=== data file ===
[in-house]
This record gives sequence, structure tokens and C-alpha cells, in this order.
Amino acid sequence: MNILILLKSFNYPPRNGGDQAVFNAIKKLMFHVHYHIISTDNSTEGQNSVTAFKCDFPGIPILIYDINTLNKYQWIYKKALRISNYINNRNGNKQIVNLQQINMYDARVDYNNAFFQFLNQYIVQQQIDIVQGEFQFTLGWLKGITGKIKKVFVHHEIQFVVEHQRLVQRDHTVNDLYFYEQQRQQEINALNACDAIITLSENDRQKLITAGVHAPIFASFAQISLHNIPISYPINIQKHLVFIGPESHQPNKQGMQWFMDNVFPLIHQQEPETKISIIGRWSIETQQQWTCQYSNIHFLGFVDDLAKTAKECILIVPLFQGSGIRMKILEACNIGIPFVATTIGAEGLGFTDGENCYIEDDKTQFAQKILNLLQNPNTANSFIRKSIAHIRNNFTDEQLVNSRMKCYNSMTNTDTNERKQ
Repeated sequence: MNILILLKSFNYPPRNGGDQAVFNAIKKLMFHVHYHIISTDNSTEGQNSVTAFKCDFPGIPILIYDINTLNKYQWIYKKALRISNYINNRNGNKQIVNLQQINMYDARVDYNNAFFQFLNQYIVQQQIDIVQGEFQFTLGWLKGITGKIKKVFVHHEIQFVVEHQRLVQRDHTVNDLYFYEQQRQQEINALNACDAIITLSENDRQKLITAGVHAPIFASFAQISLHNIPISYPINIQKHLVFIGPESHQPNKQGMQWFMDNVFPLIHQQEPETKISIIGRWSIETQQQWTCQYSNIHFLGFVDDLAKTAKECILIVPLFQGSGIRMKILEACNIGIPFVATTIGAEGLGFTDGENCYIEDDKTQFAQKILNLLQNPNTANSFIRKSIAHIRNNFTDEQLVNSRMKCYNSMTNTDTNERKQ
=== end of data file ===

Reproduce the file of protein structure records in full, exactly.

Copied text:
[in-house]
This record gives sequence, structure tokens and C-alpha cells, in this order.
Amino acid sequence: MNILILLKSFNYPPRNGGDQAVFNAIKKLMFHVHYHIISTDNSTEGQNSVTAFKCDFPGIPILIYDINTLNKYQWIYKKALRISNYINNRNGNKQIVNLQQINMYDARVDYNNAFFQFLNQYIVQQQIDIVQGEFQFTLGWLKGITGKIKKVFVHHEIQFVVEHQRLVQRDHTVNDLYFYEQQRQQEINALNACDAIITLSENDRQKLITAGVHAPIFASFAQISLHNIPISYPINIQKHLVFIGPESHQPNKQGMQWFMDNVFPLIHQQEPETKISIIGRWSIETQQQWTCQYSNIHFLGFVDDLAKTAKECILIVPLFQGSGIRMKILEACNIGIPFVATTIGAEGLGFTDGENCYIEDDKTQFAQKILNLLQNPNTANSFIRKSIAHIRNNFTDEQLVNSRMKCYNSMTNTDTNERKQ
Repeated sequence: MNILILLKSFNYPPRNGGDQAVFNAIKKLMFHVHYHIISTDNSTEGQNSVTAFKCDFPGIPILIYDINTLNKYQWIYKKALRISNYINNRNGNKQIVNLQQINMYDARVDYNNAFFQFLNQYIVQQQIDIVQGEFQFTLGWLKGITGKIKKVFVHHEIQFVVEHQRLVQRDHTVNDLYFYEQQRQQEINALNACDAIITLSENDRQKLITAGVHAPIFASFAQISLHNIPISYPINIQKHLVFIGPESHQPNKQGMQWFMDNVFPLIHQQEPETKISIIGRWSIETQQQWTCQYSNIHFLGFVDDLAKTAKECILIVPLFQGSGIRMKILEACNIGIPFVATTIGAEGLGFTDGENCYIEDDKTQFAQKILNLLQNPNTANSFIRKSIAHIRNNFTDEQLVNSRMKCYNSMTNTDTNERKQ